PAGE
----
What is the POV in “This Is What It Means to Say Phoenix, Arizona”?
Remember, point of view is the perspective the author chooses from which to tell the story. Through point of view, knowledge, feelings, and experiences can be shared. But how do we know that this story is told in third-person multiple perspective, versus third-person limited perspective or third-person omniscient perspective?
To begin, we can ask ourselves, Who is telling the story? We soon realize that this story is told in the third person, as the narrator is not a character in the story but is telling the story of other characters using pronouns such as he and him. To determine whether the third-person narrator is limited (only following the experience of one character), multiple (following the experience of multiple characters), or omniscient (knowing everyone and everything in the story), let's examine this passage from the story:
Victor waved his arms to let Thomas know that the deal was good. It was a fair trade. That’s all Thomas had ever wanted from his whole life. So Victor drove his father’s pickup toward home while Thomas went into his house, closed the door behind him, and heard a new story come to him in the silence afterward.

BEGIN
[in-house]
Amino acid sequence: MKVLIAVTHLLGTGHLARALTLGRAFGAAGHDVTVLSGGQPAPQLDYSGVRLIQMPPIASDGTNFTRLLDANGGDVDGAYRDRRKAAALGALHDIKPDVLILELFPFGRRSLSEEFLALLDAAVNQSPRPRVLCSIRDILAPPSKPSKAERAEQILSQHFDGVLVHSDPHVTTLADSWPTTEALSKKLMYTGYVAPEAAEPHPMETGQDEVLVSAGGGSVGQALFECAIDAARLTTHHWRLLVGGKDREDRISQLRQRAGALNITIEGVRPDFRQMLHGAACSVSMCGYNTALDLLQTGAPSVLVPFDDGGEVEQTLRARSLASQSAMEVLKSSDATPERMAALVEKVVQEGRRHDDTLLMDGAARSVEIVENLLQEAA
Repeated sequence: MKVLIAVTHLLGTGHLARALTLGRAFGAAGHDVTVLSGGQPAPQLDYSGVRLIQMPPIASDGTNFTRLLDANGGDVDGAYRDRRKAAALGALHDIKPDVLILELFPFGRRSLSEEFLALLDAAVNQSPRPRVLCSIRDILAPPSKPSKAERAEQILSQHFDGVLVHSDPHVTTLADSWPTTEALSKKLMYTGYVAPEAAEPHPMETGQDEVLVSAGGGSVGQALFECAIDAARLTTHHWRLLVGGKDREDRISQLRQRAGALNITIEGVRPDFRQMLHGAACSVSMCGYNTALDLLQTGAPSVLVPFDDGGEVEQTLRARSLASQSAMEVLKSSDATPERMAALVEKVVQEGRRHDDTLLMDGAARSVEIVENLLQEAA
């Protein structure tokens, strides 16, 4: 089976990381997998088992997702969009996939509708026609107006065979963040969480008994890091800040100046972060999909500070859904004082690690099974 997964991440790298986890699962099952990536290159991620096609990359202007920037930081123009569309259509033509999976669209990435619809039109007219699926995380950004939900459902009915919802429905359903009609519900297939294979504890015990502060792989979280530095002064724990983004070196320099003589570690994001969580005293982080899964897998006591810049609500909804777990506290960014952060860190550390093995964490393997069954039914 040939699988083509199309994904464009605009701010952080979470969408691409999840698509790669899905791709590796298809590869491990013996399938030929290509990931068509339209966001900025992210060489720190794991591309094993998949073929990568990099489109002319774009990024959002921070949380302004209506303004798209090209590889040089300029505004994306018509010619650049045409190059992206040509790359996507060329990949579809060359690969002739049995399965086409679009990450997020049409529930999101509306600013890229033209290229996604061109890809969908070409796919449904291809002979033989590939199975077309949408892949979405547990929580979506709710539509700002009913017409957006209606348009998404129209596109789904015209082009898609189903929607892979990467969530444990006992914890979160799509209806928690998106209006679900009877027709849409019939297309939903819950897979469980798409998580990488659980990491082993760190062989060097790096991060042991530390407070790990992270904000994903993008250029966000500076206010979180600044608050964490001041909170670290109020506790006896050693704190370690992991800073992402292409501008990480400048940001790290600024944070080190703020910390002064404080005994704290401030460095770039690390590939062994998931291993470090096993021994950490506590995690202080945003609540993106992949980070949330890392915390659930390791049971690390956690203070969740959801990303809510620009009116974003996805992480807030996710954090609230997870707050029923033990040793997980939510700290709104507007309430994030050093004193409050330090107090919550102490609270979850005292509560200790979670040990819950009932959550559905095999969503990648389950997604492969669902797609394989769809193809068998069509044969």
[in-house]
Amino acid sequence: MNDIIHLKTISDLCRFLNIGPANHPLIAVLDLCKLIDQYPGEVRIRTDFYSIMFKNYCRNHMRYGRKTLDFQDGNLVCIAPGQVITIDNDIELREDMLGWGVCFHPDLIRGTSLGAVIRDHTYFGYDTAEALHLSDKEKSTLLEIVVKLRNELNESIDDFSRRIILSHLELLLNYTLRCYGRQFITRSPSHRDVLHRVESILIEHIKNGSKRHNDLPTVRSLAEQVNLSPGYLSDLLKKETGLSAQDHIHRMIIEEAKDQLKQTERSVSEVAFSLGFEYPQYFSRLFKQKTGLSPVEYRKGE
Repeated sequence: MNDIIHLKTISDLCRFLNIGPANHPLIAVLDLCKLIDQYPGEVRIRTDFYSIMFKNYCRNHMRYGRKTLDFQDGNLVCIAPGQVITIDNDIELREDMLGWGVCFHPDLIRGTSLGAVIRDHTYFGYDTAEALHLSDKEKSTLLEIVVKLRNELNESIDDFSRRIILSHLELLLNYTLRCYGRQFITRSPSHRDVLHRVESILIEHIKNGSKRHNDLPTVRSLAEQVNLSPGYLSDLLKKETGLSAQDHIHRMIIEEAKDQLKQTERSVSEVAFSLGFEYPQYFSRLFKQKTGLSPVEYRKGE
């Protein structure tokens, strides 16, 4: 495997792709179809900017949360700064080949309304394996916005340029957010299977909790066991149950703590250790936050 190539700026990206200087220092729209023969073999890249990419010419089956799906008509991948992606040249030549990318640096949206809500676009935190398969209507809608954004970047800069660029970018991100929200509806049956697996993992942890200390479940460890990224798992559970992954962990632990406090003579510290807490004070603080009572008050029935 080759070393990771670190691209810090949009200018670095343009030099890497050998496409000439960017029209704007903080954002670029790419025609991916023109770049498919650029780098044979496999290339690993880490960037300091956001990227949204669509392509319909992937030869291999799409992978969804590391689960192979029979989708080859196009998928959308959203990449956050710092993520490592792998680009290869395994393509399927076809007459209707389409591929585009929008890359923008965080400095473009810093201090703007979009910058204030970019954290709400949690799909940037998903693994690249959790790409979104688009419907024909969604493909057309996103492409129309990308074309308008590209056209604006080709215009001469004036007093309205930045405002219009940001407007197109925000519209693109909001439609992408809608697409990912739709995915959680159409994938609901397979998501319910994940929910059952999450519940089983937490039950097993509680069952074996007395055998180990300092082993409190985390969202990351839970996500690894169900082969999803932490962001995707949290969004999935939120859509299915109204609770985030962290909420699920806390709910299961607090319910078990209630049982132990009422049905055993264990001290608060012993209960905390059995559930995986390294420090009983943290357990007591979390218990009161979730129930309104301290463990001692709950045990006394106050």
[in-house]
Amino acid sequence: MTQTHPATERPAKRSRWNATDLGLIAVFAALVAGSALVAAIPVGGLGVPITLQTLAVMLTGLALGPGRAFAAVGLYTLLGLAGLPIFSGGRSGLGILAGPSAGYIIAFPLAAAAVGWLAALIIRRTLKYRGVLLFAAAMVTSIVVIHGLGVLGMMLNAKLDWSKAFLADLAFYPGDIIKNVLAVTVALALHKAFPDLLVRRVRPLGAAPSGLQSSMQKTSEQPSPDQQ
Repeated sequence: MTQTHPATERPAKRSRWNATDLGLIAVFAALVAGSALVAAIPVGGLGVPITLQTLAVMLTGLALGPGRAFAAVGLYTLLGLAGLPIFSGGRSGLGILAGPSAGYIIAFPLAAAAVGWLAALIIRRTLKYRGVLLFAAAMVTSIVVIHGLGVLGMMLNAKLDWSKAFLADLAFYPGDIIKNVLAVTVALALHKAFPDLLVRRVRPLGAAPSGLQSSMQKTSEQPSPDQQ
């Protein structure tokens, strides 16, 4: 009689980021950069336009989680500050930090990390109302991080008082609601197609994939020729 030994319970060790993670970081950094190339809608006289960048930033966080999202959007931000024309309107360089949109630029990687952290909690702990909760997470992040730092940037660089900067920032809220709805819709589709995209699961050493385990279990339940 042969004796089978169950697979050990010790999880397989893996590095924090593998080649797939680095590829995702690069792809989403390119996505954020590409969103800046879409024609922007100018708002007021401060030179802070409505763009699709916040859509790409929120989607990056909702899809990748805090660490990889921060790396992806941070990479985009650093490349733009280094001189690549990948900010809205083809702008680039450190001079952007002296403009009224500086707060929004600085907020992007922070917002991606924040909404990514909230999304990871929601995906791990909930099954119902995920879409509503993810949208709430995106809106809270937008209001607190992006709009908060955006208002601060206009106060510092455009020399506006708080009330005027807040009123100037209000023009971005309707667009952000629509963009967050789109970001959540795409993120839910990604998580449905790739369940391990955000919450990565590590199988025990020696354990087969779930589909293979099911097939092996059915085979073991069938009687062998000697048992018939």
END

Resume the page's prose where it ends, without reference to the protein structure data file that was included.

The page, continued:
In this excerpt, we can tell that the narrator is attached to both Victor and Thomas’s perspective, as we can discern Victor’s inner thoughts (that their agreement was a fair trade) as well as Thomas’s (he hears a a new story in the silence afterward).
Lastly, we can tell that the narrator is not a third-person omniscient narrator, as the narrator can only express the internal thoughts and feelings of Victor and Thomas, not of any other character in the story.
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